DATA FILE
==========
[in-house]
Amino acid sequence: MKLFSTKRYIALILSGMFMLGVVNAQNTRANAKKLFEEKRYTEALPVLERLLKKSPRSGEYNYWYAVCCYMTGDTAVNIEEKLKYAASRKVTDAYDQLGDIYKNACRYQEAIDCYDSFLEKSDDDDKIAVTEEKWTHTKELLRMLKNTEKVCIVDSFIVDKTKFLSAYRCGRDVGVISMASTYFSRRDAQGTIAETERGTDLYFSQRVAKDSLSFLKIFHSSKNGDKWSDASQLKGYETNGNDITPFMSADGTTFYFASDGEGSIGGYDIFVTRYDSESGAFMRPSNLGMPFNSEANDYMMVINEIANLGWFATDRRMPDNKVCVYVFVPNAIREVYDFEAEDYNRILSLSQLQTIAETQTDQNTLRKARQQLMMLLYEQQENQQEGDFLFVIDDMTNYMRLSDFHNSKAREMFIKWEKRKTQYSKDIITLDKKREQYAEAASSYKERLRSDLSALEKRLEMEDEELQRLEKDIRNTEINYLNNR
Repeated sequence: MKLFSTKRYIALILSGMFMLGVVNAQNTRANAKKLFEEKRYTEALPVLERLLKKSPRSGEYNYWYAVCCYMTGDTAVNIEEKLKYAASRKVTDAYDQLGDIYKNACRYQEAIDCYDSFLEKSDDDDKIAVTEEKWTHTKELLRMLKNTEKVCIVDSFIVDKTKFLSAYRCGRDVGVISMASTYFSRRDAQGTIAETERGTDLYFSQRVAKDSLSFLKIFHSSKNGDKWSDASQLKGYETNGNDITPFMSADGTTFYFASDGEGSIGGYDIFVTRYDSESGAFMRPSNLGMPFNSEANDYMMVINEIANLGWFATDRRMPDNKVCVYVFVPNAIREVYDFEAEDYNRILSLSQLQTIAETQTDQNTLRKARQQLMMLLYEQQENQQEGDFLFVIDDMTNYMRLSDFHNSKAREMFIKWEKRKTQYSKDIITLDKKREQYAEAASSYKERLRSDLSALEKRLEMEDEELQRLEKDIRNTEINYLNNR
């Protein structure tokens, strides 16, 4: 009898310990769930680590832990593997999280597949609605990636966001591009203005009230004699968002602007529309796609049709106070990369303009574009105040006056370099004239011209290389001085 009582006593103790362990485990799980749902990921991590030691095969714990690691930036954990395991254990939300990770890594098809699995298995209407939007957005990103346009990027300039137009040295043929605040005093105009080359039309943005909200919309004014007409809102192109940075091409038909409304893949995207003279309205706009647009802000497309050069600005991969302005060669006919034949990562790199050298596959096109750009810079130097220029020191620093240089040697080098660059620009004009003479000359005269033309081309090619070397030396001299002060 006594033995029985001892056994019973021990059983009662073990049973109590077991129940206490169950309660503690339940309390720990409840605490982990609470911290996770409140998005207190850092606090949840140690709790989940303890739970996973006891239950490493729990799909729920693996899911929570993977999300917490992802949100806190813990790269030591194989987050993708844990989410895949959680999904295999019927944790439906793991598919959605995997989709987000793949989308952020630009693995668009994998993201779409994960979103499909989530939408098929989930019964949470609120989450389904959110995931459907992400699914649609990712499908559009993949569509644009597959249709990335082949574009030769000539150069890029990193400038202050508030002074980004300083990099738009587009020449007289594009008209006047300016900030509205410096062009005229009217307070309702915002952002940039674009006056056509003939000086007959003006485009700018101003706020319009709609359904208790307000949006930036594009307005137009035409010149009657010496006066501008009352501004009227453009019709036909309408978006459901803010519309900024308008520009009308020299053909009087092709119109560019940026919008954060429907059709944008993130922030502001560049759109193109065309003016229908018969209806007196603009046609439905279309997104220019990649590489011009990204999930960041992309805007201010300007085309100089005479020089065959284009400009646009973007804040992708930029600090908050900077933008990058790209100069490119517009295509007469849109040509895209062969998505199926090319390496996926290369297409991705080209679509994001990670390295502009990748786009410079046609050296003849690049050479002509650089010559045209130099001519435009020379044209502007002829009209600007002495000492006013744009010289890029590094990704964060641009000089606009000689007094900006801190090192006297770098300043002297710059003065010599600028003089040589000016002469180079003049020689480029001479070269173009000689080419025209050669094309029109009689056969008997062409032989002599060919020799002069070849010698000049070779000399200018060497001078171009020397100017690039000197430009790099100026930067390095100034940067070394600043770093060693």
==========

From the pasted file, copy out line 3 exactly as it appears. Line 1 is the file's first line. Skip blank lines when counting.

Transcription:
Repeated sequence: MKLFSTKRYIALILSGMFMLGVVNAQNTRANAKKLFEEKRYTEALPVLERLLKKSPRSGEYNYWYAVCCYMTGDTAVNIEEKLKYAASRKVTDAYDQLGDIYKNACRYQEAIDCYDSFLEKSDDDDKIAVTEEKWTHTKELLRMLKNTEKVCIVDSFIVDKTKFLSAYRCGRDVGVISMASTYFSRRDAQGTIAETERGTDLYFSQRVAKDSLSFLKIFHSSKNGDKWSDASQLKGYETNGNDITPFMSADGTTFYFASDGEGSIGGYDIFVTRYDSESGAFMRPSNLGMPFNSEANDYMMVINEIANLGWFATDRRMPDNKVCVYVFVPNAIREVYDFEAEDYNRILSLSQLQTIAETQTDQNTLRKARQQLMMLLYEQQENQQEGDFLFVIDDMTNYMRLSDFHNSKAREMFIKWEKRKTQYSKDIITLDKKREQYAEAASSYKERLRSDLSALEKRLEMEDEELQRLEKDIRNTEINYLNNR